Ah, those parkways. Seem to be the place to drink and drive — and get busted.
State police just announced three recent arrests for driving while intoxicated. A 35-year-old Yonkers man was charged with misdemeanor DWI Saturday at 3:20 a.m. after troopers stopped him in his vehicle, doing 85 mph in a 55-mph zone on the Sprain Brook Parkway in Greenburgh. A 36-year old Tarrytown man was charged with aggravated DWI, a misdemeanor, after a traffic stop, also on the Sprain Brook Parkway running through Greenburgh. Early Christmas morning, troopers charged a 29-year-old Bronx man with misdemeanor DWI; he at least had pulled over and troopers found him asleep behind the wheel of his car, on the side of the Taconic State Parkway in Mount Pleasant.
Common denominators: roughly the same age; each one’s blood alcohol content was almost twice the legal threshold for driving while intoxicated in New York state; and they took to the local parkways to get where they were going. Thankfully, they didn’t take anyone with them — too often those driving while intoxicated or under the influence of other drugs kill or maim innocent others.
Tomorrow night — otherwise known as New Year’s Eve, otherwise known in some circles as the perfect excuse for getting blasted — state, county and local police, along with the Sheriff’s Department in Putnam, will be out in full force trying to spot, and stop, drunken drivers. Sure, it should be a great night. 2008 wasn’t an easy year, 2009 could be a rougher one in terms of wars and the economy. But for one symbolic night it is fun, and important, to mark and celebrate the turn of the calendar with loved ones, talking of good memories and hopes for the future. But the annual rite of passage gives no one the right to endanger the lives of others.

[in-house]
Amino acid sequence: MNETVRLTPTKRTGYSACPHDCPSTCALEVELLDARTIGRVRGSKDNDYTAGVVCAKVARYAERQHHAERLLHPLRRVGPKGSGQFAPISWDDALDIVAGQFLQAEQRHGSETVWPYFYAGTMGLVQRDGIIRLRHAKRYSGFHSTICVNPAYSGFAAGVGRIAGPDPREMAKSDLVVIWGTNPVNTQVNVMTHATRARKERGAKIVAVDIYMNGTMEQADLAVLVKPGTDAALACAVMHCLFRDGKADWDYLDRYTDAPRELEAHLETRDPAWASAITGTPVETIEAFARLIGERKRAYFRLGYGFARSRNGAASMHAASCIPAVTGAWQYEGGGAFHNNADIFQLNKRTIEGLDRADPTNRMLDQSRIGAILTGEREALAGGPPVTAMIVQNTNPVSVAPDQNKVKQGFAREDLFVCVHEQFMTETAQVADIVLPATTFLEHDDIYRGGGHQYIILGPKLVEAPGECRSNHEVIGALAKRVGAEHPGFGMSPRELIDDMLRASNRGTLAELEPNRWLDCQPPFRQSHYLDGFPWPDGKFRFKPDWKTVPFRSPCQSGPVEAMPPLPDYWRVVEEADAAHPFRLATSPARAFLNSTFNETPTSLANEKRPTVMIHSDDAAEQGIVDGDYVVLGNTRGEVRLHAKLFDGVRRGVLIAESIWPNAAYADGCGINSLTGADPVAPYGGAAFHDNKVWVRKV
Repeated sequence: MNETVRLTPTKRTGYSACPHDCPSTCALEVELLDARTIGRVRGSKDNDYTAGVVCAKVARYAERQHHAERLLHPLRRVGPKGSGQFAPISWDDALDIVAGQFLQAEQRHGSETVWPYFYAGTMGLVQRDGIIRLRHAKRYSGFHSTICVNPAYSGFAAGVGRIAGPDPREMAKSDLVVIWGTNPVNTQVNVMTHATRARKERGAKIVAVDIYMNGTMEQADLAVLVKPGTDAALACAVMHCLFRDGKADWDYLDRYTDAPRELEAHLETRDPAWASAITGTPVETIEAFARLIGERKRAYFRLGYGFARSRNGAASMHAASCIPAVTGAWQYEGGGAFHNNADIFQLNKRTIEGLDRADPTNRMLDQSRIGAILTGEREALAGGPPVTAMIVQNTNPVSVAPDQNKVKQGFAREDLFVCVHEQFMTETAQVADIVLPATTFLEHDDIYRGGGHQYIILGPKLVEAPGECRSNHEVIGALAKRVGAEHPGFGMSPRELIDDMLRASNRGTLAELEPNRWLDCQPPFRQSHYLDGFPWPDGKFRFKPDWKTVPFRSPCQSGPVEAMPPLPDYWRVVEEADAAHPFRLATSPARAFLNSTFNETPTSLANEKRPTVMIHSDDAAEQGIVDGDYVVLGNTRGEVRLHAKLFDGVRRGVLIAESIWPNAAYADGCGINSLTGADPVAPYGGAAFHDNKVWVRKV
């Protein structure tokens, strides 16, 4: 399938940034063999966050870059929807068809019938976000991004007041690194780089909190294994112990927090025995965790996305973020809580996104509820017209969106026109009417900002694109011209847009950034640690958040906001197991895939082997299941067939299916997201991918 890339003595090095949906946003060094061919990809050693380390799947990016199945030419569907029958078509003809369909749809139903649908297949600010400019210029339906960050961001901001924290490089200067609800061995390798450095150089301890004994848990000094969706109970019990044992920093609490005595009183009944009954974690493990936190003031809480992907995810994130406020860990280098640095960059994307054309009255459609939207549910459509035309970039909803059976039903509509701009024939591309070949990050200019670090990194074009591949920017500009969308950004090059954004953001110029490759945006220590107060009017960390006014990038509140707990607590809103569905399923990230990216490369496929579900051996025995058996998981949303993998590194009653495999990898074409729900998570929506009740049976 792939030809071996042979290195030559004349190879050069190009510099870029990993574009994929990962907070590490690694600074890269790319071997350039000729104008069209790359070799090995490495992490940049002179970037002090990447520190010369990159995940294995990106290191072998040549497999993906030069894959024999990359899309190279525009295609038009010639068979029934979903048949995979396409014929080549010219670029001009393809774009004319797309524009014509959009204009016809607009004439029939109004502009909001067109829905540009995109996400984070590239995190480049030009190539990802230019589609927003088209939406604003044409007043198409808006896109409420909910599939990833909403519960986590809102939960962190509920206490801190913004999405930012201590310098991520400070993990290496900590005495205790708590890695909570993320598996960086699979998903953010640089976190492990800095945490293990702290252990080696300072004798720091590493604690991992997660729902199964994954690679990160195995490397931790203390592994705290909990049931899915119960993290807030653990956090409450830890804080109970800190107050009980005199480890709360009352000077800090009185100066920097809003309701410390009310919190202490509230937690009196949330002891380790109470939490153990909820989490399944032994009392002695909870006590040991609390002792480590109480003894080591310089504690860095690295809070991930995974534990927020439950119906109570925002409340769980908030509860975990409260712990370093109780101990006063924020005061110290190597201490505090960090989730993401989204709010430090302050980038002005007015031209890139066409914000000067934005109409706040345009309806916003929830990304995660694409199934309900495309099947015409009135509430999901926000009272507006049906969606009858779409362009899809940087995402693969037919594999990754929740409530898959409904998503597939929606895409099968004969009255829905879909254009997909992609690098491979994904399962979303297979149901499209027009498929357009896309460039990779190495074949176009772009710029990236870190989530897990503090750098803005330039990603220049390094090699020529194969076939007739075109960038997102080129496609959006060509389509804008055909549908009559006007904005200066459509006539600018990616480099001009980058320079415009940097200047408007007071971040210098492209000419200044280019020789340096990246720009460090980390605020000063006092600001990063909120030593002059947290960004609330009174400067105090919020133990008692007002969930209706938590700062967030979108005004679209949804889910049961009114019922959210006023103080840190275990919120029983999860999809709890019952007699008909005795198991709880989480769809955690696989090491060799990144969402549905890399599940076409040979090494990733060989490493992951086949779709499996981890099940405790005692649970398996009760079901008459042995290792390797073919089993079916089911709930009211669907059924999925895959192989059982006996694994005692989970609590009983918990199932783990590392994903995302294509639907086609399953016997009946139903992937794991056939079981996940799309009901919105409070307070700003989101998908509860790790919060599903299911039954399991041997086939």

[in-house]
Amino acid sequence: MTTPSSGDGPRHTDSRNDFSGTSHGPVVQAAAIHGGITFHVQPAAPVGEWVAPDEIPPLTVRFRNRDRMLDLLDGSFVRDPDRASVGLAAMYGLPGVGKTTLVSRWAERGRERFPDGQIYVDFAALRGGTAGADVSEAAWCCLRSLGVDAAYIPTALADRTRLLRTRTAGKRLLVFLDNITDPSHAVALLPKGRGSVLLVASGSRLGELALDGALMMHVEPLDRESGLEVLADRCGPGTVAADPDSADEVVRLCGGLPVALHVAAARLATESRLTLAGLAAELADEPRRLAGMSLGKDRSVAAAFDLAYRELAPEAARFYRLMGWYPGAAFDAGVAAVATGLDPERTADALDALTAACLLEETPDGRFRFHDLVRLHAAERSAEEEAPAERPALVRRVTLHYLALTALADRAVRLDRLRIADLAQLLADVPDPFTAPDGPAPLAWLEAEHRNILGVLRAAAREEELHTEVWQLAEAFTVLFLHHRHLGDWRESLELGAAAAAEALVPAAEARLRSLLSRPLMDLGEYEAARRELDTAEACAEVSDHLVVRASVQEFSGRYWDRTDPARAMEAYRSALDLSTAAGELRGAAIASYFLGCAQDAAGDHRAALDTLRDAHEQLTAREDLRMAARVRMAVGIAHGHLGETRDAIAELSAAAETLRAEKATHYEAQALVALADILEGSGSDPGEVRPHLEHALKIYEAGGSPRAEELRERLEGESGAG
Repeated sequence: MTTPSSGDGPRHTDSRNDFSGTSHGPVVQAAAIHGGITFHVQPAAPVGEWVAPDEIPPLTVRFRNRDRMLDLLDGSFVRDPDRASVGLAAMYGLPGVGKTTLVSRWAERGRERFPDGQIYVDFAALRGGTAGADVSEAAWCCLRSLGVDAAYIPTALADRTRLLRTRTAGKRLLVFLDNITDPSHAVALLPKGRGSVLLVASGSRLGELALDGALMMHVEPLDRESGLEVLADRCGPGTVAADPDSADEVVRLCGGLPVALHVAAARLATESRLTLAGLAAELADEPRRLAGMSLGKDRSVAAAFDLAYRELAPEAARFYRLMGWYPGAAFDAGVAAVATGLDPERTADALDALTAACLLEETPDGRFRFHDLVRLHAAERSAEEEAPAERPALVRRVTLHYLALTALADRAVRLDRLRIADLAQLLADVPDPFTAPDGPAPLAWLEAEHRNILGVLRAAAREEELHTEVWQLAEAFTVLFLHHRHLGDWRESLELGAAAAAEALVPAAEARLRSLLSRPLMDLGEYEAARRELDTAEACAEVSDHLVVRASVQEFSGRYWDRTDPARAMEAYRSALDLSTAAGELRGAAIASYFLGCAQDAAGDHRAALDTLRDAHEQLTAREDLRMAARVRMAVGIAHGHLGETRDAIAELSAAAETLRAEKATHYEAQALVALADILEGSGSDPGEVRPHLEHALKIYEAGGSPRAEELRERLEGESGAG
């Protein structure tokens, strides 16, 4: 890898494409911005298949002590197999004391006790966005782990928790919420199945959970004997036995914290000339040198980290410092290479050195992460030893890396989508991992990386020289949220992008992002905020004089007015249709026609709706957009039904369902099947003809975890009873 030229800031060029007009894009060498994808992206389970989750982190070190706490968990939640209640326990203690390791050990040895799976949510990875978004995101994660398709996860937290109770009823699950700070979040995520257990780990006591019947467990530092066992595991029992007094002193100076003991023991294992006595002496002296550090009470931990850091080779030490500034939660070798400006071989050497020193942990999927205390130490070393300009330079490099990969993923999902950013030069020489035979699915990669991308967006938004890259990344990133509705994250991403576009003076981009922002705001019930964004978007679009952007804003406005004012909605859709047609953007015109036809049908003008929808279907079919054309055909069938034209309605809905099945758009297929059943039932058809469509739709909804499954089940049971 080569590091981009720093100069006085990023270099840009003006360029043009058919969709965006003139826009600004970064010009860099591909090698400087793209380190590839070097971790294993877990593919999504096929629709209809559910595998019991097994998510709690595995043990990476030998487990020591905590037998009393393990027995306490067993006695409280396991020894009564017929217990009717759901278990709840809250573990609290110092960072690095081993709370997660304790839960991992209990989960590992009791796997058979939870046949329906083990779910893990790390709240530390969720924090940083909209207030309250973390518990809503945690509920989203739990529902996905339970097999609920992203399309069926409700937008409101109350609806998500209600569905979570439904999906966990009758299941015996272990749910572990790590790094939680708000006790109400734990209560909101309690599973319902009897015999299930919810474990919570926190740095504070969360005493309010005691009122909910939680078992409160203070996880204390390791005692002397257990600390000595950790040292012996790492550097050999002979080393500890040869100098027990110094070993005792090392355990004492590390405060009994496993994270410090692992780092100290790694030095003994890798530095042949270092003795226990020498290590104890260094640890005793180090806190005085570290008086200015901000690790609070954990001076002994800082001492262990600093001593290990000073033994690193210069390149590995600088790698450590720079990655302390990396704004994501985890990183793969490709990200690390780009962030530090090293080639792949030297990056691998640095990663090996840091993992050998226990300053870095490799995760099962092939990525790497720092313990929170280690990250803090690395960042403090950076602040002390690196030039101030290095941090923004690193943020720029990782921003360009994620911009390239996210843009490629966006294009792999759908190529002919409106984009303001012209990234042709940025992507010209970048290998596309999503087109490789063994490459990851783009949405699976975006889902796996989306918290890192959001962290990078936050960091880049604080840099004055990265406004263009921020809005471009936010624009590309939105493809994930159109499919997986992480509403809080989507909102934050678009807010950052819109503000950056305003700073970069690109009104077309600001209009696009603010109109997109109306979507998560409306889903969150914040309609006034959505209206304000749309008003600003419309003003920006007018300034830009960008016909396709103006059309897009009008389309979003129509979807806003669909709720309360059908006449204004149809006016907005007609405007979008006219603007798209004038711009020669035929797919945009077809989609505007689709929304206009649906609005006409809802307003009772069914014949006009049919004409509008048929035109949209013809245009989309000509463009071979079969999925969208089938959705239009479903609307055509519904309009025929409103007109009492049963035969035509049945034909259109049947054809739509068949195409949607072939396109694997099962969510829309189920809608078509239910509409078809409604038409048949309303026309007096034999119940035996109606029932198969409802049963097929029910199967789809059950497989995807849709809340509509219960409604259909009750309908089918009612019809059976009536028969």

There are several “free ride” programs in places like White Plains and in Rockland. Check lohud.com for a number of stories and related information.
Oh, and allow me a parental “By the way”: The drinking age in New York state is 21. And adults who buy alcohol for those who are underage, or host parties in their home for drinking teens, can be charged with crimes. Those are a couple of “rites” that should be skipped.
Photo: In December 2005, Carole Sears, president of M.A.D.D., the Westchester chapter of Mothers Against Drunk Driving, addressed the media in White Plains. The city, in conjunction with Heineken USA, announced the Safe Call campaign, which offers taxi vouchers to downtown bars on New Years Eve, so people over age 21 who have been drinking do not have to get behind the wheel. Sears lost her husband three years earlier when their car was hit by a impaired driver. The program is on again this New Year’s Eve. For more information, visit www.ResponsiblyMeans21.com (Matthew Brown/The Journal News )